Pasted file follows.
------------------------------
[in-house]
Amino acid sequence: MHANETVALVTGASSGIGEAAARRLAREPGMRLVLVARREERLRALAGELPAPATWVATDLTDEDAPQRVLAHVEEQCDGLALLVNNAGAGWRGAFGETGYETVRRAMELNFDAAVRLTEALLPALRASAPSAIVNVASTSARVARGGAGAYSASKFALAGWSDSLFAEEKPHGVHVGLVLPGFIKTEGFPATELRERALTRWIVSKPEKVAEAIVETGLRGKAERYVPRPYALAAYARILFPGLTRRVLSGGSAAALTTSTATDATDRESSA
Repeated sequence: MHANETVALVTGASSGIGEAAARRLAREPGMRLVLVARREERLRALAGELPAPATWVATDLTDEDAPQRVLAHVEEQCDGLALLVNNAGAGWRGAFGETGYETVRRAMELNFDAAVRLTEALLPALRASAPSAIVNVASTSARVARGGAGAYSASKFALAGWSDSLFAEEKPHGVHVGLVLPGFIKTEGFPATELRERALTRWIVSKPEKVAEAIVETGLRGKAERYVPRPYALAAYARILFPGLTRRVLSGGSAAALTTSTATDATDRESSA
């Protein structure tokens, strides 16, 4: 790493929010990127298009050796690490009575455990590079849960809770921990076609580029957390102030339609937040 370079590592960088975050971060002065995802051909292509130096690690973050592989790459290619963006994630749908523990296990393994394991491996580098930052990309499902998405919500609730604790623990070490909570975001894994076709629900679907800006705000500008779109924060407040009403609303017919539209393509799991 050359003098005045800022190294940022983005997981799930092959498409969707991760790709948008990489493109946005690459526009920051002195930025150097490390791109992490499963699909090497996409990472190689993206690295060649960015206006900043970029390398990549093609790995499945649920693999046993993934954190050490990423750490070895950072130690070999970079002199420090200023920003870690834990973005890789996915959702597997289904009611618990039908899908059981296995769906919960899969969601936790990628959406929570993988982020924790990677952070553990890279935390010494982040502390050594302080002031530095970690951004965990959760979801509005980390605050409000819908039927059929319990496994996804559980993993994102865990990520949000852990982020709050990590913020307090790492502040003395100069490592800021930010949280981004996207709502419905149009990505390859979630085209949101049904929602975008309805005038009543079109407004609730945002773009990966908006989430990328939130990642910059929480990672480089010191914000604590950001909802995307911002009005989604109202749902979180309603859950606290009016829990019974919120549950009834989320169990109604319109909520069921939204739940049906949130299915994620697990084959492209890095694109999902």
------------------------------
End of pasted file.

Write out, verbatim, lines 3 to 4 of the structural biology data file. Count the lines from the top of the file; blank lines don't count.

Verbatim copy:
Repeated sequence: MHANETVALVTGASSGIGEAAARRLAREPGMRLVLVARREERLRALAGELPAPATWVATDLTDEDAPQRVLAHVEEQCDGLALLVNNAGAGWRGAFGETGYETVRRAMELNFDAAVRLTEALLPALRASAPSAIVNVASTSARVARGGAGAYSASKFALAGWSDSLFAEEKPHGVHVGLVLPGFIKTEGFPATELRERALTRWIVSKPEKVAEAIVETGLRGKAERYVPRPYALAAYARILFPGLTRRVLSGGSAAALTTSTATDATDRESSA
């Protein structure tokens, strides 16, 4: 790493929010990127298009050796690490009575455990590079849960809770921990076609580029957390102030339609937040 370079590592960088975050971060002065995802051909292509130096690690973050592989790459290619963006994630749908523990296990393994394991491996580098930052990309499902998405919500609730604790623990070490909570975001894994076709629900679907800006705000500008779109924060407040009403609303017919539209393509799991 050359003098005045800022190294940022983005997981799930092959498409969707991760790709948008990489493109946005690459526009920051002195930025150097490390791109992490499963699909090497996409990472190689993206690295060649960015206006900043970029390398990549093609790995499945649920693999046993993934954190050490990423750490070895950072130690070999970079002199420090200023920003870690834990973005890789996915959702597997289904009611618990039908899908059981296995769906919960899969969601936790990628959406929570993988982020924790990677952070553990890279935390010494982040502390050594302080002031530095970690951004965990959760979801509005980390605050409000819908039927059929319990496994996804559980993993994102865990990520949000852990982020709050990590913020307090790492502040003395100069490592800021930010949280981004996207709502419905149009990505390859979630085209949101049904929602975008309805005038009543079109407004609730945002773009990966908006989430990328939130990642910059929480990672480089010191914000604590950001909802995307911002009005989604109202749902979180309603859950606290009016829990019974919120549950009834989320169990109604319109909520069921939204739940049906949130299915994620697990084959492209890095694109999902």